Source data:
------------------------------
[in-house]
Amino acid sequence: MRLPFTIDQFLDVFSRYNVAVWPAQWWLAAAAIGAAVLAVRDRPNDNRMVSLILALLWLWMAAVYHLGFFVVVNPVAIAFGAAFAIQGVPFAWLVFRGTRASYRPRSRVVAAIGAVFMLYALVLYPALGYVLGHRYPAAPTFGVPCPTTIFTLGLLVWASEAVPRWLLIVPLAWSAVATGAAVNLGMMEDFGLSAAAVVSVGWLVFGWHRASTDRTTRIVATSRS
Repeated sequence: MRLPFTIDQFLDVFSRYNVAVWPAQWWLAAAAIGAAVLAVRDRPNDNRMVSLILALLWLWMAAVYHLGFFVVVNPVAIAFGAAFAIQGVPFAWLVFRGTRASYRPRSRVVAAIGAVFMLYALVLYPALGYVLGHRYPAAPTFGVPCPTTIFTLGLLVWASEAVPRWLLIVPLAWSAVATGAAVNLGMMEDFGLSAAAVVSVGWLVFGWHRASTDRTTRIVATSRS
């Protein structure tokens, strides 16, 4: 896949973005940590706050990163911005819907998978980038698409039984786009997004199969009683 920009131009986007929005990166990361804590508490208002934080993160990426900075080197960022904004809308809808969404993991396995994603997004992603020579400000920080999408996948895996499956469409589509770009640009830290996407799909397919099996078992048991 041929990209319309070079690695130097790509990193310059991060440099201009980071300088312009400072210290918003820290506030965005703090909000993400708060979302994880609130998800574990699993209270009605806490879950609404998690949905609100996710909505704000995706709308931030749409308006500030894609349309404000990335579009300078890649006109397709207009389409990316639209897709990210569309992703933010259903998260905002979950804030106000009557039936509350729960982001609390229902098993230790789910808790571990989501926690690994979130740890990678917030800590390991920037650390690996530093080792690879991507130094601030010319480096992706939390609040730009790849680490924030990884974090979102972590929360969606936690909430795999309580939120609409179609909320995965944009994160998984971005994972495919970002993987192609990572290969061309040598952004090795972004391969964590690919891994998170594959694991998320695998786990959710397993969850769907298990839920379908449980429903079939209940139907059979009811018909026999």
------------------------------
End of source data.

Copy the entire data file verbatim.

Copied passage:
[in-house]
Amino acid sequence: MRLPFTIDQFLDVFSRYNVAVWPAQWWLAAAAIGAAVLAVRDRPNDNRMVSLILALLWLWMAAVYHLGFFVVVNPVAIAFGAAFAIQGVPFAWLVFRGTRASYRPRSRVVAAIGAVFMLYALVLYPALGYVLGHRYPAAPTFGVPCPTTIFTLGLLVWASEAVPRWLLIVPLAWSAVATGAAVNLGMMEDFGLSAAAVVSVGWLVFGWHRASTDRTTRIVATSRS
Repeated sequence: MRLPFTIDQFLDVFSRYNVAVWPAQWWLAAAAIGAAVLAVRDRPNDNRMVSLILALLWLWMAAVYHLGFFVVVNPVAIAFGAAFAIQGVPFAWLVFRGTRASYRPRSRVVAAIGAVFMLYALVLYPALGYVLGHRYPAAPTFGVPCPTTIFTLGLLVWASEAVPRWLLIVPLAWSAVATGAAVNLGMMEDFGLSAAAVVSVGWLVFGWHRASTDRTTRIVATSRS
């Protein structure tokens, strides 16, 4: 896949973005940590706050990163911005819907998978980038698409039984786009997004199969009683 920009131009986007929005990166990361804590508490208002934080993160990426900075080197960022904004809308809808969404993991396995994603997004992603020579400000920080999408996948895996499956469409589509770009640009830290996407799909397919099996078992048991 041929990209319309070079690695130097790509990193310059991060440099201009980071300088312009400072210290918003820290506030965005703090909000993400708060979302994880609130998800574990699993209270009605806490879950609404998690949905609100996710909505704000995706709308931030749409308006500030894609349309404000990335579009300078890649006109397709207009389409990316639209897709990210569309992703933010259903998260905002979950804030106000009557039936509350729960982001609390229902098993230790789910808790571990989501926690690994979130740890990678917030800590390991920037650390690996530093080792690879991507130094601030010319480096992706939390609040730009790849680490924030990884974090979102972590929360969606936690909430795999309580939120609409179609909320995965944009994160998984971005994972495919970002993987192609990572290969061309040598952004090795972004391969964590690919891994998170594959694991998320695998786990959710397993969850769907298990839920379908449980429903079939209940139907059979009811018909026999």